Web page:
This title appears in the Scientific Report :
2008
Please use the identifier:
http://dx.doi.org/10.1088/09538984/20/39/395006 in citations.
On the origin of Amonton's friction law
On the origin of Amonton's friction law
Amonton's law states that the sliding friction force increases linearly with the load. We show that this result is expected for stiff enough solids, even when the adhesional interaction between the solids is included in the analysis. As a function of the magnitude of the elastic modulus E, one...
Personal Name(s):  Persson, B. N. J. 

Sivebaek, I. M. / Samoilov, V. N. / Zhao, K. / Volokitin, A. I. / Zhang, Z.  
Contributing Institute: 
QuantenTheorie der Materialien; IFF1 
Published in:  Journal of physics / Condensed matter, 20 (2008) S. 395006 
Imprint: 
Bristol
IOP Publ.
2008

Physical Description: 
395006 
DOI: 
10.1088/09538984/20/39/395006 
Document Type: 
Journal Article 
Research Program: 
Kondensierte Materie 
Series Title: 
Journal of Physics: Condensed Matter
20 
Subject (ZB):  
Publikationsportal JuSER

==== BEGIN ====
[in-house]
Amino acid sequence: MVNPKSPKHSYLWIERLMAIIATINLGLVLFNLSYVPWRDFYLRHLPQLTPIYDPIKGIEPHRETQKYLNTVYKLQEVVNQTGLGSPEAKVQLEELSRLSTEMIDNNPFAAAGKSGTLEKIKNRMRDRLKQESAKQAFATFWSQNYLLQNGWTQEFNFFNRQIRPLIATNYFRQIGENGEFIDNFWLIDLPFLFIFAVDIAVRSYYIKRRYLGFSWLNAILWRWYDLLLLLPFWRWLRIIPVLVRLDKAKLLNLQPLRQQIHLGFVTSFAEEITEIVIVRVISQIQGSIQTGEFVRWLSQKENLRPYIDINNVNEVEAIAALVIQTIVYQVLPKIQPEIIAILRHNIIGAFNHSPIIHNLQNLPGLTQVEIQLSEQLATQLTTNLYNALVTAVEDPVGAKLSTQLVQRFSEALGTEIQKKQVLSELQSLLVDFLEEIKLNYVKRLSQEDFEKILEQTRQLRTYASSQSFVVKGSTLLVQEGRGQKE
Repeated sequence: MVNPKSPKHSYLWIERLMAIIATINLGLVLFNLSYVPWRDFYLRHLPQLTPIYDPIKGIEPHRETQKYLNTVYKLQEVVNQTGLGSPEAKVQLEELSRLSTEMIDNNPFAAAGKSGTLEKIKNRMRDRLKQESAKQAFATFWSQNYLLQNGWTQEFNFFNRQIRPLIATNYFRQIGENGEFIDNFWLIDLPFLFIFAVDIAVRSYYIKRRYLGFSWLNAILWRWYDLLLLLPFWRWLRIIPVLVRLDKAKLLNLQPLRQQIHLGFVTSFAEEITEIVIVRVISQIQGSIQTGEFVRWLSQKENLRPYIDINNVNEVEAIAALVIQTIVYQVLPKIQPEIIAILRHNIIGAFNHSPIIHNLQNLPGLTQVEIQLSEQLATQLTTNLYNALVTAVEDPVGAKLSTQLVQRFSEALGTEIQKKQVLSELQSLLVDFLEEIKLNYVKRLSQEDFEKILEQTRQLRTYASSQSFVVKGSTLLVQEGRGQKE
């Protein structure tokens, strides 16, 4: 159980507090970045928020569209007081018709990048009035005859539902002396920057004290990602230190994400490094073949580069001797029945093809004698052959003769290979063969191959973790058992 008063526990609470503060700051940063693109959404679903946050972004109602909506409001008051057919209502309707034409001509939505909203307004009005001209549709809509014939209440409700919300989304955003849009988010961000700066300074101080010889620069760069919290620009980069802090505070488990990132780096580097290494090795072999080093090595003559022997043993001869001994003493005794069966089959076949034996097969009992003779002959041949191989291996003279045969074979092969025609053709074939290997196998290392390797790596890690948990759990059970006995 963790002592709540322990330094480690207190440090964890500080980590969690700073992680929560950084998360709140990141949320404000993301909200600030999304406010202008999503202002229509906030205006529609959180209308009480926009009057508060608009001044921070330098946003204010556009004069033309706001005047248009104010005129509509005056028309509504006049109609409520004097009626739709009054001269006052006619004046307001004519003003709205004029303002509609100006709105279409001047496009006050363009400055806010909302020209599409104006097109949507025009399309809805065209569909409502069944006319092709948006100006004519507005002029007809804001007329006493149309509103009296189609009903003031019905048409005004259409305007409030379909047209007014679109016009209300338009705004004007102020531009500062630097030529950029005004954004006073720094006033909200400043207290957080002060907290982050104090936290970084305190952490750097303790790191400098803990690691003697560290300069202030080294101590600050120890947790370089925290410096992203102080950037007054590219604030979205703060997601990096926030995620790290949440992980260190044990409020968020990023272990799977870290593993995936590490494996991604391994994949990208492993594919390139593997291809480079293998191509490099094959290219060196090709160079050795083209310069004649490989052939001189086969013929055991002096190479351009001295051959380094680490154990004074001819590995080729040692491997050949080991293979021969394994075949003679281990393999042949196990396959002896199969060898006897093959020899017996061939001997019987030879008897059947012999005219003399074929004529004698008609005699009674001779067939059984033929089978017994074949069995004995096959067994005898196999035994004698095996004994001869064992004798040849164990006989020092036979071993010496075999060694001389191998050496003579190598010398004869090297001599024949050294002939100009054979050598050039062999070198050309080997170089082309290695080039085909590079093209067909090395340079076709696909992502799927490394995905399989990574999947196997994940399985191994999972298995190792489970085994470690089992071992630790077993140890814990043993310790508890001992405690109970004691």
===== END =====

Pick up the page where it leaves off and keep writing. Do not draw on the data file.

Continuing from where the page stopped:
Amonton's law states that the sliding friction force increases linearly with the load. We show that this result is expected for stiff enough solids, even when the adhesional interaction between the solids is included in the analysis. As a function of the magnitude of the elastic modulus E, one can distinguish between three regions: (a) for E > E2, the area of real contact (and the friction force) depends linearly on the load, (b) for E1 < E < E2, the area of real contact depends nonlinearly on the load but vanishes for zero load, and (c) for E < E1 the area of real contact depends nonlinearly on the load and is nonvanishing at zero load. In this last case a finite pulloff force is necessary in order to separate the solids. Based on molecular dynamics calculations, we also discuss the pressure dependence of the frictional shear stress for polymers. We show that the frictional shear stress is independent of the normal pressure p(0) as long as p(0) is much smaller than the adhesional pressure p(ad), which depends on the atomic corrugation of the solid surfaces in the sliding interface. Finally, we discuss the origin of why the contact area between a soft elastic solid (e. g. rubber) and a flat substrate decreases from the JKR (adhesive contact) limit at zero or small sliding velocities, to the Hertz (nonadhesive) limit at high sliding velocities.